The term “experimental electronic” seems to be used for two sounds lately: skull-shaking acts signed to Sweat Equity, and otherwise normal albums drenched in reverb. It’s nice, then, to hear Beatrice Dillon’s new record, Workaround, which is – whisper it – actually trying something different. Dillon makes a point of resisting reverb, instead clipping and vacuum-sealing every drum hit and beat. She explained in a recent Guardian interview: “People sometimes use reverb in a lazy way […] I’m not going to do that. Then you’re grappling with space and how to keep something interesting with this sense of emptiness.”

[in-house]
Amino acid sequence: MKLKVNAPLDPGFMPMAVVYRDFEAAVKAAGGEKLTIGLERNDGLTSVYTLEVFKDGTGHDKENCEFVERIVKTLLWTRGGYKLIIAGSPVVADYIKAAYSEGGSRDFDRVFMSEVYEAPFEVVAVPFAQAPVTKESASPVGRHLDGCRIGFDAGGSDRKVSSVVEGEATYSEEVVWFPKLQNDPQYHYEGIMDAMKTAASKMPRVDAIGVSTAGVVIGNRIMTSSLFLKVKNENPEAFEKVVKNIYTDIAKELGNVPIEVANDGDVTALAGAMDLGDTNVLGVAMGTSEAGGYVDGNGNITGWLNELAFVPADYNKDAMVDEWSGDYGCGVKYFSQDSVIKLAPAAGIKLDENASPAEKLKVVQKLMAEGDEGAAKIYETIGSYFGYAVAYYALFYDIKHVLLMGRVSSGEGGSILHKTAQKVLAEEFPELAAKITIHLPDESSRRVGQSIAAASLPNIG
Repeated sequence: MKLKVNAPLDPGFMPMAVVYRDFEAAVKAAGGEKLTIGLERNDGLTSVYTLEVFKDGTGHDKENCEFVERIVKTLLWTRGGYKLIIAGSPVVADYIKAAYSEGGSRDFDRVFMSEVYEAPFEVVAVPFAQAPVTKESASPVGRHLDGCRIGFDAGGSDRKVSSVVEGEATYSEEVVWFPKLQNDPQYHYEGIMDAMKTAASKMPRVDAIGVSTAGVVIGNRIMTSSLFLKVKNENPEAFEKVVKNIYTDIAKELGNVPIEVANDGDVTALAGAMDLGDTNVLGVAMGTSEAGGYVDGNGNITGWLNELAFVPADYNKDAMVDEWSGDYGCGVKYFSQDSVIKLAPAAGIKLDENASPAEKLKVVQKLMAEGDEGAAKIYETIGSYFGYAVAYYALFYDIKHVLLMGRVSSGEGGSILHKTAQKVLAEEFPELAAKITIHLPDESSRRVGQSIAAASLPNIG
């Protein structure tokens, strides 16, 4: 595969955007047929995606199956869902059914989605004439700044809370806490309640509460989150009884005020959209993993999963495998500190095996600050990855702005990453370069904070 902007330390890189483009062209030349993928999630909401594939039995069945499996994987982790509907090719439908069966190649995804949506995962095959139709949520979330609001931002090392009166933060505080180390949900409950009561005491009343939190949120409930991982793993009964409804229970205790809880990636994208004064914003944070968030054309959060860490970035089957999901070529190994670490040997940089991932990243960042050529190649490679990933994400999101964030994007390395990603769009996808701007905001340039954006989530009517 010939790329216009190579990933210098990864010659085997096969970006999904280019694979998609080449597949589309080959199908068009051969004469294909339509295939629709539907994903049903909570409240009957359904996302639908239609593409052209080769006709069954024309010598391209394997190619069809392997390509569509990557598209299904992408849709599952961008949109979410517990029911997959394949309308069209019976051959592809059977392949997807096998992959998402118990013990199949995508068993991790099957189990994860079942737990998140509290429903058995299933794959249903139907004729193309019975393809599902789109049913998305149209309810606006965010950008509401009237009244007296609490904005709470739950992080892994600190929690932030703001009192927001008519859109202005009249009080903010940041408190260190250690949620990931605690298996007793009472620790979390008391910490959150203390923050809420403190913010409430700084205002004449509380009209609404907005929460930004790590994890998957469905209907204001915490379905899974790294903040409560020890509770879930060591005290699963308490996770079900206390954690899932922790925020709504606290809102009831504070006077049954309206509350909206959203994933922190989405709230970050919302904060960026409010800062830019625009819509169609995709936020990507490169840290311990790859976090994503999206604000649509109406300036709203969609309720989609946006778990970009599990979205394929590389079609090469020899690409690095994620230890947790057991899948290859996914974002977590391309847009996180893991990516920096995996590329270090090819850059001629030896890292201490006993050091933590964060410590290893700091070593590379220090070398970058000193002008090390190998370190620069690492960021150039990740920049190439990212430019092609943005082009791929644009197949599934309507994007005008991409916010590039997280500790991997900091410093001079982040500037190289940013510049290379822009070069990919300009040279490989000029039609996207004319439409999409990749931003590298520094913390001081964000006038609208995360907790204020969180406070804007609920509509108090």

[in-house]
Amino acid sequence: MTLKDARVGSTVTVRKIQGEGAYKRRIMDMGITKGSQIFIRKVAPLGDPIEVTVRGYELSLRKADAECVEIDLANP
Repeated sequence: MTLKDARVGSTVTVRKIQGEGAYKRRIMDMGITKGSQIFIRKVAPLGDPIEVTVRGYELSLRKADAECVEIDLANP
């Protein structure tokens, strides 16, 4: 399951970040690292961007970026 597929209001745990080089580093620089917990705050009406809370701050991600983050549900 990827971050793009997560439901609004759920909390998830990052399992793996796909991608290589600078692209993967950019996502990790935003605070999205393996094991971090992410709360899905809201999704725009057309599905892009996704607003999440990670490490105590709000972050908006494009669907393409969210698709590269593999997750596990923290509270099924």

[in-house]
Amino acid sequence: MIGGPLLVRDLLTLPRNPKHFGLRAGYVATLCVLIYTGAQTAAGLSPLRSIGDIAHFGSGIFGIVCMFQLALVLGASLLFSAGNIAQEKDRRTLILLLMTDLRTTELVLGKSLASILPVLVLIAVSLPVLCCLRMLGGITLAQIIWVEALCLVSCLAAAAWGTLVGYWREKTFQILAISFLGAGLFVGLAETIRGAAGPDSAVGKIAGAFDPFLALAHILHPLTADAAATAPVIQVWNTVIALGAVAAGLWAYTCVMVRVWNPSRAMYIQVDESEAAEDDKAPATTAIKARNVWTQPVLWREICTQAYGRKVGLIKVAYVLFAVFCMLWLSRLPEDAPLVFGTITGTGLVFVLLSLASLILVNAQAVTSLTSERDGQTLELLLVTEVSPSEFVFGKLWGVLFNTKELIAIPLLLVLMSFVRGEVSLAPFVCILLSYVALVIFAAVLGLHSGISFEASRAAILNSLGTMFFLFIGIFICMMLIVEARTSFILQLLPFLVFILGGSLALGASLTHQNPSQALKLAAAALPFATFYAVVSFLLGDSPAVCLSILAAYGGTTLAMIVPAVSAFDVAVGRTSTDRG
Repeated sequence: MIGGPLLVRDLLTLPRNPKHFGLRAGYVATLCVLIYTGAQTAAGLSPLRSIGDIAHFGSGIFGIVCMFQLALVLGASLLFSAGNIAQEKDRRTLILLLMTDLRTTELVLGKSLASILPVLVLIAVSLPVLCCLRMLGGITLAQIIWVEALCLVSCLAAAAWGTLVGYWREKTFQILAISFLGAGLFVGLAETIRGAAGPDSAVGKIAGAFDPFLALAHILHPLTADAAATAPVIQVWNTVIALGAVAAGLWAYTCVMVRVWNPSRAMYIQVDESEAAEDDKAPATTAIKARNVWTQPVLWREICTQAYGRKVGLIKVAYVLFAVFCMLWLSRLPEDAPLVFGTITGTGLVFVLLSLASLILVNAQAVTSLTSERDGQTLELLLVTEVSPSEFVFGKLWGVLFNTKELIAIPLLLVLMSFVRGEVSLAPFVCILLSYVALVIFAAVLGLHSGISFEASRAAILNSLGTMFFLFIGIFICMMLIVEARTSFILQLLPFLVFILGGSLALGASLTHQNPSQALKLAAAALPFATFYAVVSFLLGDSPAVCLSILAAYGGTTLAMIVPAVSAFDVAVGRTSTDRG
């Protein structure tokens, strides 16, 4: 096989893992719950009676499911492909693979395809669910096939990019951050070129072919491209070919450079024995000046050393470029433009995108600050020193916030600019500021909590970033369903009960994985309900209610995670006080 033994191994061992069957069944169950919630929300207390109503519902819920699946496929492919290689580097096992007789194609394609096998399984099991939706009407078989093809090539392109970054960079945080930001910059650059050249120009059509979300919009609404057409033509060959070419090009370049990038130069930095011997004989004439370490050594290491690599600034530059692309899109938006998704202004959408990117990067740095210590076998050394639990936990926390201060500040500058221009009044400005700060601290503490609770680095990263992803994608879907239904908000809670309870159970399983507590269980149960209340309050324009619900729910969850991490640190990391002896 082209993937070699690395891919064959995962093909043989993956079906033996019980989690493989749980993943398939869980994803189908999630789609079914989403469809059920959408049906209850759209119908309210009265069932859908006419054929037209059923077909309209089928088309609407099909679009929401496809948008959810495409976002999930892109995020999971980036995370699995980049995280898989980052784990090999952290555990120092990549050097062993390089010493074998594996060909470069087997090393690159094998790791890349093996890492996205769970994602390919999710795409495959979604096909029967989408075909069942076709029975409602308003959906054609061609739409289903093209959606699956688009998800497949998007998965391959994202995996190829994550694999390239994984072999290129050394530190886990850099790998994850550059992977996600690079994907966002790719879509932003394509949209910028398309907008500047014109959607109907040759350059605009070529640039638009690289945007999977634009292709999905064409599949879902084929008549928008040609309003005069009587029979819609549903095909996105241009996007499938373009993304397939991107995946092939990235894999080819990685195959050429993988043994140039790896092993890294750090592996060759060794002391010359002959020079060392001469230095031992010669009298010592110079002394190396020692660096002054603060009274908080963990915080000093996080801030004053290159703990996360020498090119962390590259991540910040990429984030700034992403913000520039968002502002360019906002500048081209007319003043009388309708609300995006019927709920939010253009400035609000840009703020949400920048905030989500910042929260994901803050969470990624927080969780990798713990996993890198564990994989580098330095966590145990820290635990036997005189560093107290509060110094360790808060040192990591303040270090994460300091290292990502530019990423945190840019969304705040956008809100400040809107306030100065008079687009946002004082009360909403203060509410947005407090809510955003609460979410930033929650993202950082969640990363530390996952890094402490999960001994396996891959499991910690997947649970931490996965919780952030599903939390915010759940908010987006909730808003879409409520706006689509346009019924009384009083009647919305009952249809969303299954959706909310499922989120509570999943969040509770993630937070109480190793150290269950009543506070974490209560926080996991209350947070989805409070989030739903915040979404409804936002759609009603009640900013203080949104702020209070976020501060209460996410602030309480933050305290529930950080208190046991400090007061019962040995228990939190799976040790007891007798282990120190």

Dillon succeeds on that goal. Tracks like ‘Square Fifths’ manage to feel airless, jerky and rhythmically pleasing all at the same time. Its close cousin, ‘Workaround 8’, pulls off a similar trick, sounding variously like a YouTube glitch, a CD skipping and an engine spinning itself apart, all the while shivering along at the album’s consistent 150BPM. It’s a shame, then, that there are several tracks on the second half of the record which feel lightweight by comparison. ‘Workaround 9’ clicks along well but unmemorably, while the interlude ‘Pause’ sounds like a broken doorbell.
I get the sense that the album’s strong theoretical underpinning holds it back from achieving greatness, but at the same time it’s difficult not to admire Dillon’s dedication to her ideas. Workaround is more than willing to fail as long as the results are interesting, and even where the album falls flat it’s rarely dull. There’s an exciting future here.